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When to fire an employee: We hire for skills, but fire for something else

Think about this: When you interview a candidate for a position, a primary input in the decision-making process (the resume) is provided by the candidate. While the resume certainly gives you an overview of experience, education, and skills, it’s still information that’s curated by the candidate. This is equivalent to a used car salesperson handing you a sheet of paper stating how great the car is. While it may highlight some cool features, you’ll want some additional information from an unbiased source.

Why we really fire people

Most hiring decisions are made based on a candidate’s resume and experience, but most firing decisions are made based on behavioral and cognitive issues. In other words, we’re hiring based on one set of criteria, but losing employees on an entirely different set.

Employees are not fired because of their resume. They’re fired⁠—or they quit⁠—because of underlying behavioral and cognitive discrepancies that simply make them a bad fit for the job. This discrepancy reveals an insight gap that needs to be filled.

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When to fire someone

Behavioral example

Jim was hired for a job in accounting. The interview went well and he had some financial experience, including a knack for numbers. He was personable and kind, but three months into the job, he quit. Why? Well, the job required someone with a strong attention to detail and who’s comfortable with routine tasks.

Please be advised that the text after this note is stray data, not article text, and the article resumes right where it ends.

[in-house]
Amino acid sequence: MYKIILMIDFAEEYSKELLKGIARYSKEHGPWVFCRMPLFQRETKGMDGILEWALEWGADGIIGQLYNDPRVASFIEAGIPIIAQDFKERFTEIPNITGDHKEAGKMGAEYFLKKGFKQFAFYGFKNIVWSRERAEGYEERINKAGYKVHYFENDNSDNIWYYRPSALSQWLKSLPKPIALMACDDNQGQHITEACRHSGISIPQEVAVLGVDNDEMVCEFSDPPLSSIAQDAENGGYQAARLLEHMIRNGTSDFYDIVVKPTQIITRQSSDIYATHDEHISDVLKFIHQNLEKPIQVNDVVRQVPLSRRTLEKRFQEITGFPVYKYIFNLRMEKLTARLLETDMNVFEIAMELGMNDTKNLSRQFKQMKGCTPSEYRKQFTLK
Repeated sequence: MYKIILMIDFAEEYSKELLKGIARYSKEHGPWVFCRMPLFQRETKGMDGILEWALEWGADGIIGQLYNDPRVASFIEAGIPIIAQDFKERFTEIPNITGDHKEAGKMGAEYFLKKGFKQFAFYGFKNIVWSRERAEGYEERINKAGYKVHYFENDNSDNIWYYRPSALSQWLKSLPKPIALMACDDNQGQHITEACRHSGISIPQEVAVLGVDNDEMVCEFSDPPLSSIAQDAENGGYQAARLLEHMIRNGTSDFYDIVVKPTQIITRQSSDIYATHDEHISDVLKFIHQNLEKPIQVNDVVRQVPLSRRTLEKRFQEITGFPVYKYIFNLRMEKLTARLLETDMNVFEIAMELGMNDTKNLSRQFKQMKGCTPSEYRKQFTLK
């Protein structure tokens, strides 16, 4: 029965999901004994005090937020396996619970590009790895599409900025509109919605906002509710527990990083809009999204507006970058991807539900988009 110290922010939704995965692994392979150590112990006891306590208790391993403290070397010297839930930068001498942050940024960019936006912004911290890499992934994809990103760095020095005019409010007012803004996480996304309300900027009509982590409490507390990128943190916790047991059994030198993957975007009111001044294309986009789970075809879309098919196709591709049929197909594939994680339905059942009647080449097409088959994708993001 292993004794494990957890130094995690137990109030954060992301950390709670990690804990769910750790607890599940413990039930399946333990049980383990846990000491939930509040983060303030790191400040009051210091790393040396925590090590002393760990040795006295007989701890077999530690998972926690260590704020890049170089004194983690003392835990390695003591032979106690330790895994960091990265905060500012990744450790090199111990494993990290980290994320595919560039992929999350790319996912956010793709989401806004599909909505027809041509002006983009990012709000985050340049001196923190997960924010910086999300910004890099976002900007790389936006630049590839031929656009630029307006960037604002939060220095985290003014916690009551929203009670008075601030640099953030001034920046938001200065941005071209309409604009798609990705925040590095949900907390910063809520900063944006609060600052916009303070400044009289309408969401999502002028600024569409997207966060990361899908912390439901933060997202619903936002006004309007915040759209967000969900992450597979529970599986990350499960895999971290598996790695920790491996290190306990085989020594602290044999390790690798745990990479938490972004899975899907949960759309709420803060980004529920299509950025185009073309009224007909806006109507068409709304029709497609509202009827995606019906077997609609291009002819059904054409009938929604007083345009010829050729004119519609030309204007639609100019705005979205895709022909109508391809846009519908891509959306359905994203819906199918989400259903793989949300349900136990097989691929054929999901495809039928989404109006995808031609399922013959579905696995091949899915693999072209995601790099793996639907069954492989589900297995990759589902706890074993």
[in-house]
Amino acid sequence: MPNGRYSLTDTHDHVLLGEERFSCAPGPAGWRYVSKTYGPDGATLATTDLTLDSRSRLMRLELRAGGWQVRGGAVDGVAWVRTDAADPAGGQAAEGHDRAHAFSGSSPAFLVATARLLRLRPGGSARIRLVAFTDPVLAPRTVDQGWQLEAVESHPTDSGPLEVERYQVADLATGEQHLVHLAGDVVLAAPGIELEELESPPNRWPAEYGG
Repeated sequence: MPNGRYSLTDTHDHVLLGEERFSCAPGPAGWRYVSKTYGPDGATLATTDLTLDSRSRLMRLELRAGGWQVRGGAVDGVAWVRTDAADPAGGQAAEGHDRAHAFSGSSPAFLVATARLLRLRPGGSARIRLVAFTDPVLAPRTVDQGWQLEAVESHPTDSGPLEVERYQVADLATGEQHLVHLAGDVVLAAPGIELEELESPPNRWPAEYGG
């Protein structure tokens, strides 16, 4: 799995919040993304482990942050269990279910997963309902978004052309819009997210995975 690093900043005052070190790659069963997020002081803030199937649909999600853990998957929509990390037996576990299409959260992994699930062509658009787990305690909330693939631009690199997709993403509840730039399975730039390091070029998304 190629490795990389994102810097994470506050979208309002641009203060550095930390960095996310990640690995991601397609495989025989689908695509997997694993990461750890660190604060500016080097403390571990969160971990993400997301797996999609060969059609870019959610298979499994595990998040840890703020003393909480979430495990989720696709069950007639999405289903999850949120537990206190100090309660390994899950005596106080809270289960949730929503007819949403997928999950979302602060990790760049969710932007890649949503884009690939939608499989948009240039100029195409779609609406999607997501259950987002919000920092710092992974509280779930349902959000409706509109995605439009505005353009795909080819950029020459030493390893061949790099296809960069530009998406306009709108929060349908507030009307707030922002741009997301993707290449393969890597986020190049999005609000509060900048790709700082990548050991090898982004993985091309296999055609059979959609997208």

Although Jim “said” these things weren’t a problem during the interview, later testing revealed that he did not possess these behavioral traits. When asked why he quit, Jim stated he couldn’t stand the monotony. By that, Jim meant the routine tasks of payroll bored him. This is no surprise, as his behavioral profile revealed that Jim needs variety in his work. If the employer had been able to look “under Jim’s hood” with a scientifically validated behavioral assessment, this all-too-common situation could have been avoided.

Cognitive example

Karen was hired for a technical customer service role. Karen interviewed well. It was clear she was great with people, and her resume revealed decent experience helping customers with their technical concerns. Yet, she was hired and fired in less than six months. What happened? Karen got along great with her boss and her peers, and there weren’t any behavioral issues.

Upon deeper investigation and testing, it was clear it took Karen longer to learn new concepts and ideas. As a result, she wasn’t able to keep up with the technical demands of the role. The fast-paced digital environment outpaced Karen’s ability to take it all in and apply it in her context. She got flustered. She continued to fall further and further behind. Management was frustrated. Then the customer complaints started rolling in. Despite training and good effort from management, she had to be let go. With additional assessment insight (e.g., cognitive testing), this scenario could’ve been avoided.

Our tendency to rely on curated insight provided by a candidate—whether through a resume or what they tell us during an interview—leaves a big gap in the hiring process that needs to be filled. While there are many strategies and hiring techniques to help close the gap, understanding behavioral traits and cognitive abilities  innate to the candidate gives us the best look under the hood before we buy. 


Thad is a senior marketing director at PI.

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